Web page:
Friday, December 8, 2017

A Christmas Carol—Portland Playhouse—SE Portland

A Song For All Seasons
This classic story by Charles Dickens is adapted and has original music and lyrics by Rick Lombardo and original music and arrangements by Anna Lackaff, too, as well as music direction by Eric Little.
  It is directed by Brain Weaver (Artistic Director for the company) and Cristi Miles.  It is playing at the Hampton Opera Center in the Hinckley Studio Theatre, 211 SE Caruthers St. (there is limited parking on the street and also a parking lot—but it is somewhat confusing as to what spaces are available to park in), through December 30th. 
For more information, go to their site at
www.portlandplayhouse.org or call 503-488-5822.
The original Christmas story, of course, is The Nativity.  But jockeying for second place would be Dickens’s ultimate tale of redemption.  And the main character, Scrooge, has had many incarnations, from the early 30’s with Seymour Hicks to the present-day one with Christopher Plummer (the best being Alastair Sim from the early 50’s).  This season in the Greater Portland area is one which includes Dickens himself at Bag & Baggage (excellent) in Hillsboro; a musical version from Stumptown Players at the Brunish theatre in downtown Portland and a staged radio version by Sam Mowry at the Kiggins Theater in Vancouver, WA.
The reason, in part, this story is so often repeated, is because it is universal and speaks a deeper language that all cultures can identify with.
  It is also because most people would like to think, flawed as we all are, that we can be given a second chance…that wayward ways can be redeemed.  It would be comforting to know, in these tumultuous times, that Goodness and Right will win over Evil and Might.  “And the beat goes on….”
The tale, for the one or two that might not know it, is this:
  As the original story goes, when we first visit Ebenezer Scrooge (the great, Todd Van Voris) in his counting house (he’s a money-lender), he has spurned some very animated charity collectors (Eric Little & Rachel Lewis), his own nephew, the joyous, Fred (Charles Grant) and even his sole clerk, the always hopeful, Bob Cratchit (Julian Remulla).  His place in society seems locked, until a visit from his old partner, the ghastly, Jacob Marley (Sarah Smith), now a ghost, who warns him of dire consequences in the afterlife if he doesn’t change his miserly ways. 
He then is visited by three spirits, the chiding, Ghost of Christmas Past (Lewis, again), the flamboyant, Spirit of the Present (Grant, again) and the ominous shadow of the specter of Yet-To-Come.
  The first one gives him a peek at his past as a Young Man (Little, again) with his loving sister, Fan (Kayla Kelly), mother of his nephew, Fred, now deceased, and a rather jolly, old Fezziwig (Remulla, again), a generous employer and his best friend, Dick (Kristopher Adams).  And, of course, there is his true love, dear sweet, Belle (Lewis, again), who cast him aside because of his single-minded pursuit of wealth.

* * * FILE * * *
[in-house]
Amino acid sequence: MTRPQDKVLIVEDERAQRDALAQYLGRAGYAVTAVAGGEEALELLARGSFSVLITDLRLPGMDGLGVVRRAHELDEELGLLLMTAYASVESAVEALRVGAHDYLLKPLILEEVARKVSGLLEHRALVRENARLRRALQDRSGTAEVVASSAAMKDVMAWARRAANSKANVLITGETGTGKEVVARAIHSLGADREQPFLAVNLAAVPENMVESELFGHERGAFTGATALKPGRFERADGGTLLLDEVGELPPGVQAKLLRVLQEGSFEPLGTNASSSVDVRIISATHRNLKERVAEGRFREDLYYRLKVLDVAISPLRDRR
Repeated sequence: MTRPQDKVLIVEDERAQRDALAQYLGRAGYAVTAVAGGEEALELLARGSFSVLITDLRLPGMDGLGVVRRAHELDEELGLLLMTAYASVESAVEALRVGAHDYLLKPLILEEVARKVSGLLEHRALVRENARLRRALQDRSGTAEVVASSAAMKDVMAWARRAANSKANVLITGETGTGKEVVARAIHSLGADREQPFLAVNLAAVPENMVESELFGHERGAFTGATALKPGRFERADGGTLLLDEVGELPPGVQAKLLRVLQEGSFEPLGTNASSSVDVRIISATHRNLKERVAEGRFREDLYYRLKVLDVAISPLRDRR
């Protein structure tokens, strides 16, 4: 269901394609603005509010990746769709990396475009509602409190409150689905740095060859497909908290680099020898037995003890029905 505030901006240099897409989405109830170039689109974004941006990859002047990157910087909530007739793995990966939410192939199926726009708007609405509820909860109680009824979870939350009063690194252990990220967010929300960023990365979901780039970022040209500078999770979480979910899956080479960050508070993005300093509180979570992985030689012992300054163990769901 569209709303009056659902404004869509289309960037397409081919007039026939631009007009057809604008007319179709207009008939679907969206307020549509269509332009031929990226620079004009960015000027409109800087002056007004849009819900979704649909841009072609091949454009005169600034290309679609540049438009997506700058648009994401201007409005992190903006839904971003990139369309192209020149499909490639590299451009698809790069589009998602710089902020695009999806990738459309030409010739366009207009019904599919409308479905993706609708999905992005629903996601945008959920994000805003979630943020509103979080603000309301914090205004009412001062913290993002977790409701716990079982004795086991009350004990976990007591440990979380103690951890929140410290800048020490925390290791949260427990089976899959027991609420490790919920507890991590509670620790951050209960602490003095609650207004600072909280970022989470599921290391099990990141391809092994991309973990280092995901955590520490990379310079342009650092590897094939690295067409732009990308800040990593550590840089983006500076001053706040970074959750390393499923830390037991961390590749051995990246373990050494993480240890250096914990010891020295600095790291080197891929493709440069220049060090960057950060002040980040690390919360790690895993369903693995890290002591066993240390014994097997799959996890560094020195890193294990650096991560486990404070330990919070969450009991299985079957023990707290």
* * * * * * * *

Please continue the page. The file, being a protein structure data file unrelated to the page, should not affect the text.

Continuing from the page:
The second spirit shows him the present, with the joy of the Cratchit family, Bob’s outspoken wife (Claire Rigsby), their children, Peter (Phillip Wells), Martha (Tina Mascaro), Willie (Chiara Rothenberg), Alice (Serelle Strickland), Belinda (Maeve Z. O’Connor) and the ailing, Tiny Tim (Margot Weaver). Then he visits the gay atmosphere of his nephew and endearing wife and friends at this very festive season of the year.
 
The third visions, from a supposed time in the future, has his spoils being divided up by the “street” people (Rigsby, Smith and Lewis, again), and points to doom and gloom for Tiny Tim.
  He also sees his own gravestone, which has a profound effect on the aging man.  These messages rest heavily on the old man’s heart as he vows then to keep Christmas in his heart all year round and make use of his wealth for the good of others.  As it should be said for each and every one of us.
The production is done is a story-telling fashion, with all the characters narrating bits and pieces of the tale as it moves forward.
  It is also low-tech and is in the round, which gives the story a certain accessibility for the audience.  In this setting, Weaver and Miles have kept the scenes moving quickly and their casting is spot-on.  Van Voris is in top form, playing the essence of the man, not as a withered ole poop on the brink of death, but as a vibrant power of change, waiting to break loose his own chains, which his ghosts/muses happily provide the means.  Always a plus to have this gentleman as part of the cast.  And the rest of the actors are in fine form, too.  Little and Grant standing out in various supporting roles.  And this has to be the smallest Tiny Tim I’ve ever seen and Margot Weaver fits the role to a tee.
I recommend this production.
  If you do choose to go, please tell them Dennis sent you.

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